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Joan Crawford - Star of the Month
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,The Bride Wore Red

The Bride Wore Red

The Bride Wore Red (1937) was Joan Crawford's seventh and final film with Franchot Tone, to whom she was married from 1935 to 1939. Their marriage was already coming apart during filming, due in large part to Tone's drinking and philandering and also because of Crawford's agitation about a series of miscarriages she had suffered and the downward spiral of her career at MGM. Shortly after the release of The Bride Wore Red she was among the stars named as "box-office poison" by the National Theater Distributors of America. Today, however, the movie is championed by Crawford's partisans as one of her best and most representative of its period.

It had been Tone's idea that Crawford star in the film, adapted from The Girl from Trieste, an unperformed play by Ferenc Molnar (author of Liliom, the source material for Carousel, 1956). With the death of production executive Irving Thalberg the year before, studio head Louis B. Mayer had begun to exercise his personal preference for completely wholesome screen fare and had the Molnar story rewritten so that it was no longer about a prostitute trying to go straight but became a Cinderella tale complete with a happy ending.

Crawford plays a cabaret singer who masquerades as a wealthy socialite at a fancy Swiss resort and steals a rich playboy (Robert Young) from his fiancee -- only to realize that she has fallen in love with the town's humble postman (Tone). Crawford warbles a Franz Waxman/Gus Kahn song, "Who Wants Love?" Billie Burke, usually cast as whimsical comic relief, is quite effective as a sharp-tongued Contessa.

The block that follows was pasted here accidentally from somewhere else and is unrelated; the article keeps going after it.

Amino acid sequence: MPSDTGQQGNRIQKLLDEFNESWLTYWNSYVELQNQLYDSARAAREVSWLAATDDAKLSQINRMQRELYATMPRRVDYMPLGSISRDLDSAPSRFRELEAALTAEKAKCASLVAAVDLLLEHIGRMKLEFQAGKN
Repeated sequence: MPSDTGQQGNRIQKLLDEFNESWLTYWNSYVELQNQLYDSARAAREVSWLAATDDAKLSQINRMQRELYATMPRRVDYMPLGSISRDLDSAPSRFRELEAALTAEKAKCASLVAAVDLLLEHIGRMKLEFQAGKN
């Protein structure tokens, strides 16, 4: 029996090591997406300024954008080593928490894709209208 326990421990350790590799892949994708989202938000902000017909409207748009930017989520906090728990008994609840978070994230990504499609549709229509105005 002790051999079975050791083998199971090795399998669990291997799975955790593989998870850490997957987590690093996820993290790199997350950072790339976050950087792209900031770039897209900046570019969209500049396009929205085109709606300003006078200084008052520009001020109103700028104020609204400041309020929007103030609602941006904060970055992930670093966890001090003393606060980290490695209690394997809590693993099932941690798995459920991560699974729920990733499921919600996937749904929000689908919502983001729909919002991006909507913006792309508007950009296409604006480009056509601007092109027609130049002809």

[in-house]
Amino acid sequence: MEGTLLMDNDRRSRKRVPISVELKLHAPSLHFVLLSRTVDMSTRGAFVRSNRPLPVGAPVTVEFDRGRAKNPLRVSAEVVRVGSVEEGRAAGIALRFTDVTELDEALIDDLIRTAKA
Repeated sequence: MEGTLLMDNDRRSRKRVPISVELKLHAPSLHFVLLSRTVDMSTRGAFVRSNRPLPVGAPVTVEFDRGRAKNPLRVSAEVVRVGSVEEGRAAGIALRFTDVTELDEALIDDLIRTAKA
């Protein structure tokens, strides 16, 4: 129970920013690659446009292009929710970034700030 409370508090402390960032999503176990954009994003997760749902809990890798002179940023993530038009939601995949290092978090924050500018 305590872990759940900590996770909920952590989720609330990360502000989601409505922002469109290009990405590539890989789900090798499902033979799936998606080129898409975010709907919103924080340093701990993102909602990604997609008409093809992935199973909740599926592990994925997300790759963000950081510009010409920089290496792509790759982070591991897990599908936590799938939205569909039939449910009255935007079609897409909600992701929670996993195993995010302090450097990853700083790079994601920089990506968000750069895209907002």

Luise Rainer had originally been set to star in the film, under the direction of Dorothy Arzner, one of the few female directors of Hollywood's studio era. Arzner said in a 1976 interview that Rainer was suspended by MGM "for marrying a Communist" (playwright Clifford Odets), allowing Crawford to step into the role. Crawford initially was excited about working with Arzner, but their relationship grew so chilly as the film progressed that they stopped speaking and resorted to communicating through a series of notes delivered by studio publicist Maxine Thomas.

Crawford's dazzling wardrobe, as important as any element in the movie, was created by MGM's top designer, Adrian. The title outfit, a form-fitting sheath in varying shades of red to further emphasize the Crawford figure, cost a reported $10,000 and included 30 pounds of, or two million, bugle beads. The dress reappeared briefly in the Marx Brothers movie, The Big Store (1941), worn by a model in a fashion show. Cracked Groucho: "This is a bright red dress, but Technicolor is sooo expensive!"

Producer: Joseph L. Mankiewicz
Director: Dorothy Arzner
Screenplay: Tess Slesinger, Bradbury Foote, Waldo Salt (uncredited), Catherine Turney (uncredited) from play The Girl from Trieste by Ferenc Molnar
Cinematography: George J. Folsey
Editing: Adrienne Fazan
Art Direction: Cedric Gibbons
Costume Design: Adrian
Original Music: Franz Waxman
Principal Cast: Joan Crawford (Anni Pavlovitch, aka Anne Vivaldi), Franchot Tone (Giulio, the Postmaster), Robert Young (Rudolph "Rudi" Pal), Billie Burke (Contessa di Meina), Reginald Owen (Admiral Monti), Lynne Carver (Maddelena Monti).
BW-104m. Closed captioning.

by Roger Fristoe



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